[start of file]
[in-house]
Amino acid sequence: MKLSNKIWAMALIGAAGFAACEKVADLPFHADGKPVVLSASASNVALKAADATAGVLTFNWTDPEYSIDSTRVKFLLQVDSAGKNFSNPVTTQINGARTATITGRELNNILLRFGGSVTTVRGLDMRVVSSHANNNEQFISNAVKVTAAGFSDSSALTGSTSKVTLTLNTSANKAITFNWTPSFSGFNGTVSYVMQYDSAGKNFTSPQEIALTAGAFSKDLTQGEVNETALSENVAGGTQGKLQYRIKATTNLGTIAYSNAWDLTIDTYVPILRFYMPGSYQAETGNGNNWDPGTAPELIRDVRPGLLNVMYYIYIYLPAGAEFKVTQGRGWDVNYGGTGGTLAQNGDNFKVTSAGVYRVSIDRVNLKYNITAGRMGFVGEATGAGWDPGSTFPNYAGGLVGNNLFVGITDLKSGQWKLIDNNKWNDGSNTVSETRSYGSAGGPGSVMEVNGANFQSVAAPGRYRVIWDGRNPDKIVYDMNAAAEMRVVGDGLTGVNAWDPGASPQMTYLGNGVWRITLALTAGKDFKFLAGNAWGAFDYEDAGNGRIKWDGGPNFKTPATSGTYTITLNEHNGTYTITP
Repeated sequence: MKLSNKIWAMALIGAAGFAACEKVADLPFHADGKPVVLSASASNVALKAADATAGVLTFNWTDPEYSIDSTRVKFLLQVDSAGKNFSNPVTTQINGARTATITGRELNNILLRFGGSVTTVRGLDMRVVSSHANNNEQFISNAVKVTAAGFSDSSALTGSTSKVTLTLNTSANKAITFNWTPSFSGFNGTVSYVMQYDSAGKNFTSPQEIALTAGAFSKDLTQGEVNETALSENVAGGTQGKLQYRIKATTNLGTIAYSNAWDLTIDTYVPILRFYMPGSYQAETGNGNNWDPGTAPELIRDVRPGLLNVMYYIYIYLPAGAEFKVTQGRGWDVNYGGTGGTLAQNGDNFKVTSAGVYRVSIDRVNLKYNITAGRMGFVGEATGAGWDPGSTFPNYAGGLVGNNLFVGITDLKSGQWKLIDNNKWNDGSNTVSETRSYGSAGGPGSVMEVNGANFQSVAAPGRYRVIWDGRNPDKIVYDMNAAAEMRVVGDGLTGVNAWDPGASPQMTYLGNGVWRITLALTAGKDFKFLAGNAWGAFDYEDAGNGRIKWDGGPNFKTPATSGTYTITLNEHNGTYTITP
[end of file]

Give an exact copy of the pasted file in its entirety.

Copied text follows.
[in-house]
Amino acid sequence: MKLSNKIWAMALIGAAGFAACEKVADLPFHADGKPVVLSASASNVALKAADATAGVLTFNWTDPEYSIDSTRVKFLLQVDSAGKNFSNPVTTQINGARTATITGRELNNILLRFGGSVTTVRGLDMRVVSSHANNNEQFISNAVKVTAAGFSDSSALTGSTSKVTLTLNTSANKAITFNWTPSFSGFNGTVSYVMQYDSAGKNFTSPQEIALTAGAFSKDLTQGEVNETALSENVAGGTQGKLQYRIKATTNLGTIAYSNAWDLTIDTYVPILRFYMPGSYQAETGNGNNWDPGTAPELIRDVRPGLLNVMYYIYIYLPAGAEFKVTQGRGWDVNYGGTGGTLAQNGDNFKVTSAGVYRVSIDRVNLKYNITAGRMGFVGEATGAGWDPGSTFPNYAGGLVGNNLFVGITDLKSGQWKLIDNNKWNDGSNTVSETRSYGSAGGPGSVMEVNGANFQSVAAPGRYRVIWDGRNPDKIVYDMNAAAEMRVVGDGLTGVNAWDPGASPQMTYLGNGVWRITLALTAGKDFKFLAGNAWGAFDYEDAGNGRIKWDGGPNFKTPATSGTYTITLNEHNGTYTITP
Repeated sequence: MKLSNKIWAMALIGAAGFAACEKVADLPFHADGKPVVLSASASNVALKAADATAGVLTFNWTDPEYSIDSTRVKFLLQVDSAGKNFSNPVTTQINGARTATITGRELNNILLRFGGSVTTVRGLDMRVVSSHANNNEQFISNAVKVTAAGFSDSSALTGSTSKVTLTLNTSANKAITFNWTPSFSGFNGTVSYVMQYDSAGKNFTSPQEIALTAGAFSKDLTQGEVNETALSENVAGGTQGKLQYRIKATTNLGTIAYSNAWDLTIDTYVPILRFYMPGSYQAETGNGNNWDPGTAPELIRDVRPGLLNVMYYIYIYLPAGAEFKVTQGRGWDVNYGGTGGTLAQNGDNFKVTSAGVYRVSIDRVNLKYNITAGRMGFVGEATGAGWDPGSTFPNYAGGLVGNNLFVGITDLKSGQWKLIDNNKWNDGSNTVSETRSYGSAGGPGSVMEVNGANFQSVAAPGRYRVIWDGRNPDKIVYDMNAAAEMRVVGDGLTGVNAWDPGASPQMTYLGNGVWRITLALTAGKDFKFLAGNAWGAFDYEDAGNGRIKWDGGPNFKTPATSGTYTITLNEHNGTYTITP